River mechanics question
I'm having trouble with this question and I appreciate anyone's help.
A man swims across a straight river of uniform width W, starting from a point O on one bank of the river. The velocity of the river at a distance y from the bank is
u(y)=ay(W − y), where a is a positive constant. The man travels at a constant speed v relative to the current and steers a course set at a
constant angle θ (0 < θ < pi) to the downstream direction.
(a) Show that the velocity of the man relative to a Cartesian coordinate system with origin at O, i pointing in the downstream direction, and j pointing across the river is given by (u + v cos θ)i + (v sin θ)j. I've done this part.
(b) At what time does the man reach the other bank?
I get t = W/v.sinθ - I think that's correct.
(c) Show that when the man has reached the other bank, the downstream distance he has travelled is equal to aW^3/6v.sinθ + W.cot θ.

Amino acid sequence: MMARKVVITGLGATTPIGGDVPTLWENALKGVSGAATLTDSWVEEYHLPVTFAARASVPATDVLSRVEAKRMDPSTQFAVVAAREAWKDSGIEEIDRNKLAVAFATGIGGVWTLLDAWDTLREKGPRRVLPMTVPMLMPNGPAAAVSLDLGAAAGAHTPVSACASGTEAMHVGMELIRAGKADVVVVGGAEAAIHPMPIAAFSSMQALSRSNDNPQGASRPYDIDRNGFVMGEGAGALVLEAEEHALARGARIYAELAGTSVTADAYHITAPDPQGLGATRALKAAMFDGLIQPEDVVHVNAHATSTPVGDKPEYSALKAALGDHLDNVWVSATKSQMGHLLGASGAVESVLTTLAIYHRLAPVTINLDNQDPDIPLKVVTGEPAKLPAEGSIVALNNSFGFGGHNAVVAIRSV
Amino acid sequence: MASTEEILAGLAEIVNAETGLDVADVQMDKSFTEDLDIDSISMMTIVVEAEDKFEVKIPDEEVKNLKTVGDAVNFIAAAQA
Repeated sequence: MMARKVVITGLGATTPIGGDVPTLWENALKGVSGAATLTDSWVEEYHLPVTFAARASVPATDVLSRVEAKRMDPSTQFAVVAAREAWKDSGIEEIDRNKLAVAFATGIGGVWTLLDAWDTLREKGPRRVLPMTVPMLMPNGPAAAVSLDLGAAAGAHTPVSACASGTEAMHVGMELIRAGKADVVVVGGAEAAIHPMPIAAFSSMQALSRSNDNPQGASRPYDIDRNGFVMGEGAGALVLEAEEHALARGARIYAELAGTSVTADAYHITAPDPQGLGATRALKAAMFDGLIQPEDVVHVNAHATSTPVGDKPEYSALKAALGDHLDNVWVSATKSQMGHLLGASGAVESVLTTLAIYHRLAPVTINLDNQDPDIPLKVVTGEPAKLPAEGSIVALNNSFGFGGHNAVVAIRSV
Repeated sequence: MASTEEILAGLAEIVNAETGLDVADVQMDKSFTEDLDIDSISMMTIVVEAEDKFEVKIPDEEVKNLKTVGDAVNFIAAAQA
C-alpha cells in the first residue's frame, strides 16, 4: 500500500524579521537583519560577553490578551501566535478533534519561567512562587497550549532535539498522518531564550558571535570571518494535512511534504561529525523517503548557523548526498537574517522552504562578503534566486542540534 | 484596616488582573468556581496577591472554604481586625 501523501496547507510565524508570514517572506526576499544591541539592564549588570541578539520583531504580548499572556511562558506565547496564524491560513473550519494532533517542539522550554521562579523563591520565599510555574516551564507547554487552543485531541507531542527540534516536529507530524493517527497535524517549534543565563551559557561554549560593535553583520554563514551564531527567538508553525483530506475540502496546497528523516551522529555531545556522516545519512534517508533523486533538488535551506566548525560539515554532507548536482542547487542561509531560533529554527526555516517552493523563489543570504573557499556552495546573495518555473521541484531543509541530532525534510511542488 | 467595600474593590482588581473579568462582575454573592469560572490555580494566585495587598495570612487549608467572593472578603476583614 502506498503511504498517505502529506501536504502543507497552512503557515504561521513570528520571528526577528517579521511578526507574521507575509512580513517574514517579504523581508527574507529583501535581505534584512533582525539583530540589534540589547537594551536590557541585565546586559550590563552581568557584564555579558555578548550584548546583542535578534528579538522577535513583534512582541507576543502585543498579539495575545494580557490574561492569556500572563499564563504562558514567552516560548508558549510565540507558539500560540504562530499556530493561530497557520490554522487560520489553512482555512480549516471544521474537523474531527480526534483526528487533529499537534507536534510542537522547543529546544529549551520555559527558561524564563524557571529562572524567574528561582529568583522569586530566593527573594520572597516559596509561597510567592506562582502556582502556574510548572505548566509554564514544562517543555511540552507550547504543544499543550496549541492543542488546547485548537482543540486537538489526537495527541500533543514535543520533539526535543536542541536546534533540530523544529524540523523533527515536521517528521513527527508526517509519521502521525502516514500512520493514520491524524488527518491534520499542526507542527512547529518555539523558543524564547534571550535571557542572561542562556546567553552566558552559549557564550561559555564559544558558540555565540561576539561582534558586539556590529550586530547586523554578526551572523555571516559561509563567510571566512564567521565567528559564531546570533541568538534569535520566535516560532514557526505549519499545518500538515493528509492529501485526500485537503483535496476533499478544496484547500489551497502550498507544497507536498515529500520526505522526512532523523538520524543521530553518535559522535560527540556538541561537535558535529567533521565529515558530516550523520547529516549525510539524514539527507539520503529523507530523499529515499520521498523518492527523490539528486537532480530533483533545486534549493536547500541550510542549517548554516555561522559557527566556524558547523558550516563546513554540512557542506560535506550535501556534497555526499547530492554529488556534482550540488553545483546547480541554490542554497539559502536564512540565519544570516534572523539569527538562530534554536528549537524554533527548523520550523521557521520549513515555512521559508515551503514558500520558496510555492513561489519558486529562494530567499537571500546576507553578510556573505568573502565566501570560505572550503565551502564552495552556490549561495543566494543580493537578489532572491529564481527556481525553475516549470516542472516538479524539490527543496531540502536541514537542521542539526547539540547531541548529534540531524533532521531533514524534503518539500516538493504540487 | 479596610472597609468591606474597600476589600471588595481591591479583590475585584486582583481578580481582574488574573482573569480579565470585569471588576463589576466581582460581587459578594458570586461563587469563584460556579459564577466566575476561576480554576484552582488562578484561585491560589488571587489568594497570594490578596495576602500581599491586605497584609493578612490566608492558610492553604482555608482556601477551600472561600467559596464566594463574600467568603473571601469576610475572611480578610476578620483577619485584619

This is the part i'm having problems with. I thought about replacing t from part (b) into the integrated i component from the velocity in part (a). I'm not sure what to do with the u(y) though.
The swimmer's speed in the j direction is constant (v sin θ). So at time t, when he has travelled a distance y in that direction, y will be equal to (v sin θ)t. For that value of y, the corresponding value of u will be a(v sin θ)t(W – (v sin θ)t).
Originally Posted by 0-)
To get the total distance travelled downstream, we have to integrate the velocity u + v cos θ as t goes from 0 to W/v.sin θ:
. . . . . .Distance .
Integrate that and you should get the right answer.